Sunday, 5 January 2014

Sunday Review

We started the week with Clare McCotter's "Neruda's Exhumation" which has some great imagery in it and examines the connections between Neruda, Pinochet and Thatcher. There is a lovely surreal image in :
You are there on hands and knees
trying to staunch the flow
with seashells and strange-shaped bottles..
We followed this with Philip Johnson's "mad as cheese" which has elements of mining humour in it until the poem leads to the mess left behind by fracking. I have an internet friend who lives in rural NZ who is being crowded by drilling operations. It is a very sad situation and she recieves very little help from the government or environmental laws which, we are constantly told, hold back progress. The second stanza is wonderfully evocative:
yet we ask how do the holes appear 
in the cheese

coal dust gold diamond
oil we dig sprinkle salt
on fish n chips.

Wednesday's poem was David Subacchi's "Terraces" which combines nostalgia for his youth with the realisation of what happened at Hillsborough. It is a fine poem and I can't wait to hear it on line. The very last line of the poem brings the modern game into sharp focus as the very fans who love the game the most cannot afford to go and watch.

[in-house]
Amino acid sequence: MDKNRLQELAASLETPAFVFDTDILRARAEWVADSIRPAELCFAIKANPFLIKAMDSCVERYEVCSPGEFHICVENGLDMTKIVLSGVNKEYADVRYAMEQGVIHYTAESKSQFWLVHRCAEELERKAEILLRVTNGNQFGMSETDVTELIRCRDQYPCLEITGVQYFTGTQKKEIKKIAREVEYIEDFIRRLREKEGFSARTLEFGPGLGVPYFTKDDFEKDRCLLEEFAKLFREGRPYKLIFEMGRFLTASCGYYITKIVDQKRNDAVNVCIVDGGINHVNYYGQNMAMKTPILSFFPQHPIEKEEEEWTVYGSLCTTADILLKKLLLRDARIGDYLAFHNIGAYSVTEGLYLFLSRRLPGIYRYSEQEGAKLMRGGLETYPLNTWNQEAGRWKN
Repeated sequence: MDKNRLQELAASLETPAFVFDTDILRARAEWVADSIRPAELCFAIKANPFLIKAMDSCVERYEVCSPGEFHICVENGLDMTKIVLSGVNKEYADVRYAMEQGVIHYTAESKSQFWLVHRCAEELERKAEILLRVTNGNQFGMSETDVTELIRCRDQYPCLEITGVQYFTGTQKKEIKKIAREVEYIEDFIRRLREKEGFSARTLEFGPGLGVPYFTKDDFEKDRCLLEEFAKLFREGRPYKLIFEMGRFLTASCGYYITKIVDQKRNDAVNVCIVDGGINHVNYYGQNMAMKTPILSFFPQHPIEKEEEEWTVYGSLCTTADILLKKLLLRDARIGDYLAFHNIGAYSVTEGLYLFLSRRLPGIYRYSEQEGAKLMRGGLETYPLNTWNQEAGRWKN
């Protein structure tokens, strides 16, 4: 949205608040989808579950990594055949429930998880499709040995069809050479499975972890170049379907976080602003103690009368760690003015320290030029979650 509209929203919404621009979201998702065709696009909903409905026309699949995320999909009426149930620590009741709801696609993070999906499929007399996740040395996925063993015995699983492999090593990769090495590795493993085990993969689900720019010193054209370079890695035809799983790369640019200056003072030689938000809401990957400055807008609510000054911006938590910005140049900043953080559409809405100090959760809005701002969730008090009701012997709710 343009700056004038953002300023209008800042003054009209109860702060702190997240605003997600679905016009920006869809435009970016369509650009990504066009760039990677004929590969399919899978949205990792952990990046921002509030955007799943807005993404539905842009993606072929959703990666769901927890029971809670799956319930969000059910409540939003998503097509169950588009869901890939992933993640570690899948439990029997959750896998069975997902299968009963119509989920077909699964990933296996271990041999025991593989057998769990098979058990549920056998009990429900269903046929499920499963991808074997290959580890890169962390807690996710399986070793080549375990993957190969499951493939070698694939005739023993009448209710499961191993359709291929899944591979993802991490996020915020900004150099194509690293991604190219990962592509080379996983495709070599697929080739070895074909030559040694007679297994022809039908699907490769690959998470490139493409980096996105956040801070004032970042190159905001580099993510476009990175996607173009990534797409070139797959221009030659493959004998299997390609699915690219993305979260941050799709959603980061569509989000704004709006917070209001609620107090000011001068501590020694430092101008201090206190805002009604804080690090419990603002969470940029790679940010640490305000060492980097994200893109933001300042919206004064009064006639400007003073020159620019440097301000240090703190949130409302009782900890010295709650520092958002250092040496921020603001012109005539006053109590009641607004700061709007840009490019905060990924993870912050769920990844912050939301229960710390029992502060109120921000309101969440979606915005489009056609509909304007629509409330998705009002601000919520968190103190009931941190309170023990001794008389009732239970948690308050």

Douglas Polk's poem "The Proposal" was our Thursday poem . A short poem that speaks volumes about the sort of relationship that Mr. Putin has with many countries. It sounds like that marriage will need a lot of help to be a lasting one.
Poppy Scarlett's poem "Maybe" finished the week for us with a look at some of the issues surrounding the death of Princess Diana. We live in a time when theories gain currency just by being on the internet and the confusing bit it is that the most outlandish ones can turn out to be true. As the poem succinctly says "Maybe"

I hope you all have a good week and keep sending in your poems. there is a good level of poems coming in now but we are always get more.
Best wishes to Abi who is a bit ill. Get the rest you need and take the time you need to get better.